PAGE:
As per Accounting Tools, the capacity of a work center can be categorized into three:
Productive Capacity: This is the amount of work center capacity required to process all production work that is currently stated in the production schedule.
Protective Capacity: This is an additional layer of production capacity that is maintained to provide additional units as needed to keep the bottleneck operation from running out of work.
Idle Capacity: All remaining unused capacity is considered idle. Only this layer of production capacity can be safely eliminated without impacting the ability of a work center to meet all anticipated needs.
According to an article published by Your Small Business Growth, one of the easiest ways of determining the maximum capacity of a business is by first, calculating the length of time for a person working around the clock to complete one unit of the service or make one unit of a product. This is referred to as your cycle time.
The next step is to multiply the total number of available work hours by the number of employees that complete the production/service process, then dividing the value obtained by the cycle time.
The above calculation gives the maximum number of units (maximum capacity) a business could produce.
A second source, Chron, outlined four major factors of consideration when trying to determine a business's maximum capacity. They include;
Potential Output: This is determined by calculating the number of units that can be produced per hour in each stage of the manufacturing process while considering the limitations of the business machinery and staffing process and using the smallest number as the measure of the overall capacity.
For example, "if your product goes through three processes, one of which allows you to produce 1,000 units per hour, another that does 900 units per hour and the third that can do 1,200 units per hour, your capacity is 900 units per hour."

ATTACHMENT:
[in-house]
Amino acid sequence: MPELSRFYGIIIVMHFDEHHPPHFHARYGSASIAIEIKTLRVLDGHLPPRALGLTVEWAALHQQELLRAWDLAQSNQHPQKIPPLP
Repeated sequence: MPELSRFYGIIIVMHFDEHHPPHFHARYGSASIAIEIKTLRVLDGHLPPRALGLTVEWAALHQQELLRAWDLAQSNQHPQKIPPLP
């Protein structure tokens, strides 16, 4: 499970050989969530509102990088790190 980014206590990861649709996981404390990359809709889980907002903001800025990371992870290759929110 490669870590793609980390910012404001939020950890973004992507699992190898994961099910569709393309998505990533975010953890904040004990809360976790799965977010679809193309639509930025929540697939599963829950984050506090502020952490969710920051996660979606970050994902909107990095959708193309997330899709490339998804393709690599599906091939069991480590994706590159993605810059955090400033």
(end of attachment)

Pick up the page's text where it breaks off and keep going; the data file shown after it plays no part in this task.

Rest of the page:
Reasonable Downtime: This entails incorporating the downtimes (such as service or maintenance time) of machines used in the manufacturing process or break time for humans when rendering a service.
For example, "if you can produce 900 units per hour when your machine is running smoothly but the machine requires 15 minutes of service every four hours, this reduces your capacity. Calculate the fraction of downtime and subtract this fraction of your output to get your full capacity when you consider reasonable downtime. In this case, 15/240 is 0.0625 downtime, so calculate 900 - (900*0.0625) to obtain an output of 843 due to reasonable downtime."
New Purchases: This involves the purchase of new equipment or machinery to substitute for a slow or faulty one.
Manpower: This entails calculating the maximum number of units that an individual worker could produce per hour and multiply the result by the number of workers and the number of hours each person works during the time frame of interest.
For example, "if a salesperson could call up to eight potential customers per hour and you have five salespeople each working 40 hours per week. Multiply 8 by 5 by 40 to calculate a full capacity of 1,600 calls per week."
Human capacity = actual working hours x attendance rate x direct labor rate x equivalent manpower
(it is obtained by converting direct labor hours of actual working hours to the capacity of a worker with normal skills)
Machine capacity = operating hours x operating rate x the number of machines.
Only the project owner can select the next research path.